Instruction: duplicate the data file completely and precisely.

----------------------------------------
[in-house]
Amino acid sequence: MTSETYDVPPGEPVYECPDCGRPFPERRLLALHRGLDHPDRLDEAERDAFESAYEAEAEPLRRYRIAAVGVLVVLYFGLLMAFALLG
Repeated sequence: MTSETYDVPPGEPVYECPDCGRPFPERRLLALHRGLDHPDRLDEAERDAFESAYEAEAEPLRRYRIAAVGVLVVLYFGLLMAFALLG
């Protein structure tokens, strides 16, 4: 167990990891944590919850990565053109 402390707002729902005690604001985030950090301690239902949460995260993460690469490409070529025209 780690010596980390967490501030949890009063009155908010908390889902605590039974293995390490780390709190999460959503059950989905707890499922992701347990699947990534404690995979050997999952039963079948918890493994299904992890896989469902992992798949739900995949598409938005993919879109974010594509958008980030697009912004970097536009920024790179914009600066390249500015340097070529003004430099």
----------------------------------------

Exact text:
[in-house]
Amino acid sequence: MTSETYDVPPGEPVYECPDCGRPFPERRLLALHRGLDHPDRLDEAERDAFESAYEAEAEPLRRYRIAAVGVLVVLYFGLLMAFALLG
Repeated sequence: MTSETYDVPPGEPVYECPDCGRPFPERRLLALHRGLDHPDRLDEAERDAFESAYEAEAEPLRRYRIAAVGVLVVLYFGLLMAFALLG
């Protein structure tokens, strides 16, 4: 167990990891944590919850990565053109 402390707002729902005690604001985030950090301690239902949460995260993460690469490409070529025209 780690010596980390967490501030949890009063009155908010908390889902605590039974293995390490780390709190999460959503059950989905707890499922992701347990699947990534404690995979050997999952039963079948918890493994299904992890896989469902992992798949739900995949598409938005993919879109974010594509958008980030697009912004970097536009920024790179914009600066390249500015340097070529003004430099």